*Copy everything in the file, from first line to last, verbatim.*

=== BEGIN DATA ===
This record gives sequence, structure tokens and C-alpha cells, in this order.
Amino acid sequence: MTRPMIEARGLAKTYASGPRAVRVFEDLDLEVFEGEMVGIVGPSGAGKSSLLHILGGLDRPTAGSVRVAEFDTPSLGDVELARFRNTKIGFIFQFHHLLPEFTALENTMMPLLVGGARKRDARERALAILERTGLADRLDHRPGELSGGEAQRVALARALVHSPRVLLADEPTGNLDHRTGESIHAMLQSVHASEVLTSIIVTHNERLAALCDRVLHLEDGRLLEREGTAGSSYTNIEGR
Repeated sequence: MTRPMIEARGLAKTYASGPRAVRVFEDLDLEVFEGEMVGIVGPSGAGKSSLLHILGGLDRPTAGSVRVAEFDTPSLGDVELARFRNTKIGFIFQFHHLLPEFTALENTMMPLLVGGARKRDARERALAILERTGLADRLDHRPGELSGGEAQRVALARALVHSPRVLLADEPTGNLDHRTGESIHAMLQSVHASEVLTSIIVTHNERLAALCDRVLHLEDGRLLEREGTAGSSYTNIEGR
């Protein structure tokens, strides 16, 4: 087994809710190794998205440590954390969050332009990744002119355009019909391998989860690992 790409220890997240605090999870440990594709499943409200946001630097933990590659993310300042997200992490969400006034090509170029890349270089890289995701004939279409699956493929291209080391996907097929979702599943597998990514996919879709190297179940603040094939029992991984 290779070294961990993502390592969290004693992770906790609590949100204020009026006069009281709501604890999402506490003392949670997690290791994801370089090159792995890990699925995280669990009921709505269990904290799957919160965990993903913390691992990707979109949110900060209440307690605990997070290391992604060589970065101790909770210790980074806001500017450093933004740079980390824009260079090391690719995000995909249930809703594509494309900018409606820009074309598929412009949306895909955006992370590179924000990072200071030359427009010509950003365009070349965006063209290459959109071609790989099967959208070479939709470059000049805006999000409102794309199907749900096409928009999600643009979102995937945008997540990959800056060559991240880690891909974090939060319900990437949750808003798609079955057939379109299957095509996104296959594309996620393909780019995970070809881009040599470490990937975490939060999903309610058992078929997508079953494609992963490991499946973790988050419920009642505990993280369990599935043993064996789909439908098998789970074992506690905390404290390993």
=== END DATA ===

This record gives sequence, structure tokens and C-alpha cells, in this order.
Amino acid sequence: MTRPMIEARGLAKTYASGPRAVRVFEDLDLEVFEGEMVGIVGPSGAGKSSLLHILGGLDRPTAGSVRVAEFDTPSLGDVELARFRNTKIGFIFQFHHLLPEFTALENTMMPLLVGGARKRDARERALAILERTGLADRLDHRPGELSGGEAQRVALARALVHSPRVLLADEPTGNLDHRTGESIHAMLQSVHASEVLTSIIVTHNERLAALCDRVLHLEDGRLLEREGTAGSSYTNIEGR
Repeated sequence: MTRPMIEARGLAKTYASGPRAVRVFEDLDLEVFEGEMVGIVGPSGAGKSSLLHILGGLDRPTAGSVRVAEFDTPSLGDVELARFRNTKIGFIFQFHHLLPEFTALENTMMPLLVGGARKRDARERALAILERTGLADRLDHRPGELSGGEAQRVALARALVHSPRVLLADEPTGNLDHRTGESIHAMLQSVHASEVLTSIIVTHNERLAALCDRVLHLEDGRLLEREGTAGSSYTNIEGR
């Protein structure tokens, strides 16, 4: 087994809710190794998205440590954390969050332009990744002119355009019909391998989860690992 790409220890997240605090999870440990594709499943409200946001630097933990590659993310300042997200992490969400006034090509170029890349270089890289995701004939279409699956493929291209080391996907097929979702599943597998990514996919879709190297179940603040094939029992991984 290779070294961990993502390592969290004693992770906790609590949100204020009026006069009281709501604890999402506490003392949670997690290791994801370089090159792995890990699925995280669990009921709505269990904290799957919160965990993903913390691992990707979109949110900060209440307690605990997070290391992604060589970065101790909770210790980074806001500017450093933004740079980390824009260079090391690719995000995909249930809703594509494309900018409606820009074309598929412009949306895909955006992370590179924000990072200071030359427009010509950003365009070349965006063209290459959109071609790989099967959208070479939709470059000049805006999000409102794309199907749900096409928009999600643009979102995937945008997540990959800056060559991240880690891909974090939060319900990437949750808003798609079955057939379109299957095509996104296959594309996620393909780019995970070809881009040599470490990937975490939060999903309610058992078929997508079953494609992963490991499946973790988050419920009642505990993280369990599935043993064996789909439908098998789970074992506690905390404290390993």